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After 35 arrests in six days for violating a city camping ordinance, a group of Occupy Sacramento protesters marched to City Hall Tuesday to ask City Council members for an exception to the law so they can have 24-hour access to Cesar Chavez Plaza for peaceable demonstration.
“This is a fundamental constitutional issue,” said Sacramento resident David Whitfield, speaking on behalf of Occupy Sacramento. “Individuals are exercising their First Amendment rights, and no legislative body can abridge those rights.”
Demonstrators representing a wide range of ages and walks of life have gathered for more than six days in Cesar Chavez Plaza at Ninth and L streets to participate in the Occupy Sacramento movement.
The movement, which includes public protests, marches and organized demonstrations, began as a “show of solidarity” with similar protest movements that have cropped up across the nation in recent weeks, said Sara Beth Brooks, one of Occupy Sacramento’s coordinators
The effort calls for demonstrators to “occupy” a public space continuously during the protests – but, by doing that, Sacramento demonstrators have run afoul of a city ordinance prohibiting overnight camping in public parks.
The ordinance was enacted to keep public streets and parks “clean, sanitary and accessible” to residents and the public at large, according to the city code.
Brooks said that participants in Occupy Sacramento are not camping, however – they are exercising their First Amendment right to “peaceably assemble.”
And they will continue to exercise their right, Brooks said, “indefinitely.”
“There is no set end to the statement we are making,” Brooks said. “We are committed to seeing this through and having our voices heard.”
More than 300 people attended the council meeting Tuesday. Fifteen people spoke during public comment at the meeting to describe the nature of the occupation demonstration and to ask for an exception to the law.
According to the city code, the city manager may issue a temporary permit to allow camping on public property in connection with a special event. The code does not specify a maximum length of time for the exception to be valid.
According to police spokesman Andrew Pettit, interactions between police officers and the demonstrators over the past week have been “peaceful,” and the demonstrators have been “very cooperative.”
“The purpose of this (occupation) has been educational awareness,” said Ari Rashid, one of the coordinators of the Occupy Sacramento movement. “We want to discuss the issues that plague our society and our nation.”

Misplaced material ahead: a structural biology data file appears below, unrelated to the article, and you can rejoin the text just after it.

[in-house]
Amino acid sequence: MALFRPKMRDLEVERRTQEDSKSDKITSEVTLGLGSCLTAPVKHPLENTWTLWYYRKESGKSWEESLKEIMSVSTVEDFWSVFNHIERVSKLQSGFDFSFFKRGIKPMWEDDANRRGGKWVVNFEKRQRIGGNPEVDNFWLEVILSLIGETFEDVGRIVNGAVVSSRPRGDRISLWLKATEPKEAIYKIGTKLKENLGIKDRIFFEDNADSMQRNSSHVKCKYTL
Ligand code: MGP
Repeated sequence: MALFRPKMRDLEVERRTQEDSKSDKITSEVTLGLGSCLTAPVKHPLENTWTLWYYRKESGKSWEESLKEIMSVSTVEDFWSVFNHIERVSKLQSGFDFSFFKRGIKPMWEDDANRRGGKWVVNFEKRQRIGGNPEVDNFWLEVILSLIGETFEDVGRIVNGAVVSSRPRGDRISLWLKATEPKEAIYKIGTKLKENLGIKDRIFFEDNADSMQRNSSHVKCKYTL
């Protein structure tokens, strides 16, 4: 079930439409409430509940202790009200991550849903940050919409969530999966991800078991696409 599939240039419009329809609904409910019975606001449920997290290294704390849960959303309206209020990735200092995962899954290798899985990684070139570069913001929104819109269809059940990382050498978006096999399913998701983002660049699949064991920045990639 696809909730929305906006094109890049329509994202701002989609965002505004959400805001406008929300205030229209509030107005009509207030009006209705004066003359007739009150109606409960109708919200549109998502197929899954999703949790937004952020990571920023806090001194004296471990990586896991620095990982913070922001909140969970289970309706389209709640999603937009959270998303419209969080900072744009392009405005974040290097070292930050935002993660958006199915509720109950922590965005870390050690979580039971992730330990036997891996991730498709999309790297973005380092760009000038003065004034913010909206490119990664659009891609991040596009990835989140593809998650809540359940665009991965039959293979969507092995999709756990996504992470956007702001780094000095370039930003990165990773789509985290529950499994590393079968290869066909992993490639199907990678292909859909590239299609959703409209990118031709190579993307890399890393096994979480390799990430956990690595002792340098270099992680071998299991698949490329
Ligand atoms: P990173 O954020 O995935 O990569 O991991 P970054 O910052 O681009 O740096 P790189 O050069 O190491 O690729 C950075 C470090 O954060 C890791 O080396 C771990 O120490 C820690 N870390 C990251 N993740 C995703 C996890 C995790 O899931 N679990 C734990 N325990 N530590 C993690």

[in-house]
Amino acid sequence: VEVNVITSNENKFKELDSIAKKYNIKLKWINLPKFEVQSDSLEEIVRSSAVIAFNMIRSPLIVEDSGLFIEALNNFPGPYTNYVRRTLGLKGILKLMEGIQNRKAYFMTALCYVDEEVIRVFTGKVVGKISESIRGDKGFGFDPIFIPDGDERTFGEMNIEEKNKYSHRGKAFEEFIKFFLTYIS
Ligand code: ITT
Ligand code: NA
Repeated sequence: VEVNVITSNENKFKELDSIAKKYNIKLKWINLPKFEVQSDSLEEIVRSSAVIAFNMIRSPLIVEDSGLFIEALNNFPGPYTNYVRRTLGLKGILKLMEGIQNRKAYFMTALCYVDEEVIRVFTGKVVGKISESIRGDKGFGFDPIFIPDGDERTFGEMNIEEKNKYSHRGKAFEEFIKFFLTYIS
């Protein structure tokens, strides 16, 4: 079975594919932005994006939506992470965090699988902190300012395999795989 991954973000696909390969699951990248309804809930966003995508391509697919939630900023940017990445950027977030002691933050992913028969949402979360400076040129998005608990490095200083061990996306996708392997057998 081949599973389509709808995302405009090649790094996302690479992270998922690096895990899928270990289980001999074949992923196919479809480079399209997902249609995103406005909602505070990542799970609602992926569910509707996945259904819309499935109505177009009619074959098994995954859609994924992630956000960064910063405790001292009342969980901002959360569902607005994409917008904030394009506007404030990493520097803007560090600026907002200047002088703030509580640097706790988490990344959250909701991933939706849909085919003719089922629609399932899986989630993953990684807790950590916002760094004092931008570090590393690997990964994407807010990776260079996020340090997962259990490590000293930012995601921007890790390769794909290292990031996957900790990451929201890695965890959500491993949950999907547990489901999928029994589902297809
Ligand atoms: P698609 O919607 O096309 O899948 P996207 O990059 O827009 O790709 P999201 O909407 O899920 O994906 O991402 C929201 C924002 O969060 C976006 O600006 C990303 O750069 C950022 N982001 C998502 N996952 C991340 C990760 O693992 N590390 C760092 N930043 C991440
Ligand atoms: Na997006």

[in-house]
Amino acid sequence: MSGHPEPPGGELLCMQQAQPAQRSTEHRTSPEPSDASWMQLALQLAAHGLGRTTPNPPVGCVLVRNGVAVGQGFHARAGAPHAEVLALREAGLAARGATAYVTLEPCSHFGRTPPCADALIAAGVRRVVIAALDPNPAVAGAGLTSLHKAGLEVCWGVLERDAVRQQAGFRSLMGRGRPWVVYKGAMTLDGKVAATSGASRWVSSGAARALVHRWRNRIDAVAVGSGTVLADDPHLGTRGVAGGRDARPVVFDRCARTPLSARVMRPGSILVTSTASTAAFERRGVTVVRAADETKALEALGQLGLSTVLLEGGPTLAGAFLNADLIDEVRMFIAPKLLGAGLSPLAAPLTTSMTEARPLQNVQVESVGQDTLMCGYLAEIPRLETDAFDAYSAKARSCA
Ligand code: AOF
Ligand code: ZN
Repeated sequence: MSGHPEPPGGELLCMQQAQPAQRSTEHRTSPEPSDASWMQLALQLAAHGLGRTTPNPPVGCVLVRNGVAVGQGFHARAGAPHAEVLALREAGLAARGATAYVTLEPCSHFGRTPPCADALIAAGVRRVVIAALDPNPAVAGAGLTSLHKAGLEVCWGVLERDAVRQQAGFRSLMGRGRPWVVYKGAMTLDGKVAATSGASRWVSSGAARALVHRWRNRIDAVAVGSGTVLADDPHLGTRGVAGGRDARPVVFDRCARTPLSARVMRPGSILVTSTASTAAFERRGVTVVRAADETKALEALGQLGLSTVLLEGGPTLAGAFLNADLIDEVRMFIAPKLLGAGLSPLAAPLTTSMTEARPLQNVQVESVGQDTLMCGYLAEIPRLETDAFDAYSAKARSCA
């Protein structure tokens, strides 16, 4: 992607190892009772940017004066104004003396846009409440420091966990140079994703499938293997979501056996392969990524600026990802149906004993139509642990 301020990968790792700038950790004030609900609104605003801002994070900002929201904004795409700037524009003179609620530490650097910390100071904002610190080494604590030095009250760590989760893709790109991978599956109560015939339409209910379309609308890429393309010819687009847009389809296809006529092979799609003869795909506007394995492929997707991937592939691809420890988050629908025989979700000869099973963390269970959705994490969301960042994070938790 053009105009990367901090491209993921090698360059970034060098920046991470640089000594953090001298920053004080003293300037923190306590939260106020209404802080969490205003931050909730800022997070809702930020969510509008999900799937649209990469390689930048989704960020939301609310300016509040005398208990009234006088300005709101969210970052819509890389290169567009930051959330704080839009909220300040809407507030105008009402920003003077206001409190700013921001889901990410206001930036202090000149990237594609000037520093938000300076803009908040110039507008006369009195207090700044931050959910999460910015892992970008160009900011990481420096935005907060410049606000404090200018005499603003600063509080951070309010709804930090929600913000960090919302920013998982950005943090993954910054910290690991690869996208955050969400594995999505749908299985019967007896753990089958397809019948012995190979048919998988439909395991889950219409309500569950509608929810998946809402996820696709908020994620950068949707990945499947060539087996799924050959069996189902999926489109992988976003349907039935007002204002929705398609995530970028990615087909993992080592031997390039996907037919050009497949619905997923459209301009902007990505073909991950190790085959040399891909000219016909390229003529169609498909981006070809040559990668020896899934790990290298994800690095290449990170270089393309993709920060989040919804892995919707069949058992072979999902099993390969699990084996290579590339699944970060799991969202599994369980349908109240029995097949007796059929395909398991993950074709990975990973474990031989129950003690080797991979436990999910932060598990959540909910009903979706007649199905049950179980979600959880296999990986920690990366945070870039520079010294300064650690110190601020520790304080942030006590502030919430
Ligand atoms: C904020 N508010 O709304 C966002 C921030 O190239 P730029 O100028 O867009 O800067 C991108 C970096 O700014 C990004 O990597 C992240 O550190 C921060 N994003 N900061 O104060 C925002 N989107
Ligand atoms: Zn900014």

Rashid and other speakers told council members that the extended demonstration has been carried out peacefully and largely without incident.
“We are not a public nuisance,” Rashid said, “and we are nothing less than peaceable. We want to keep the occupation going in Cesar Chavez park.”
Brooks said in an email Tuesday that 20 protesters were arrested Thursday, one on Friday and 14 Saturday.
All were arrested for unlawful assembly, Brooks said.
“This is the first time in my 24 years of life that I’ve experienced direct democracy,” Rashid told council members. “These (protests) are happening because people feel like they aren’t being heard. I’m here tonight to be heard.”
Councilman Steve Cohn told audience members that he had visited with demonstrators at Cesar Chavez Plaza on Monday evening, and he noted that the group was “definitely peaceful.”
The City Council could not take action on the request for an ordinance exemption at Tuesday’s meeting because it was not an item on the agenda. If the council took any action without proper public notice, it would be a violation of the Brown Act.
Eileen Teichert, Sacramento’s city attorney, confirmed that the city manager has authority to grant an exception to the camping ordinance, however, it would still be an action requiring public notice.
The Brown Act requires that the public is notified at least 72 hours in advance of council meetings which matters will be on the agenda for that meeting.
Cohn asked city staff to add an item to the next council meeting agenda to discuss changing the current policy on camping as an exception for this demonstration.
“Demonstrations are happening in Seattle, Portland, San Diego and Washington, D.C.,” Cohn said. “I feel like this city ought to be able to figure out how to make this work, too.”
Melissa Corker is a Staff Reporter for The Sacramento Press. Follow her on Twitter @MelissaCorker.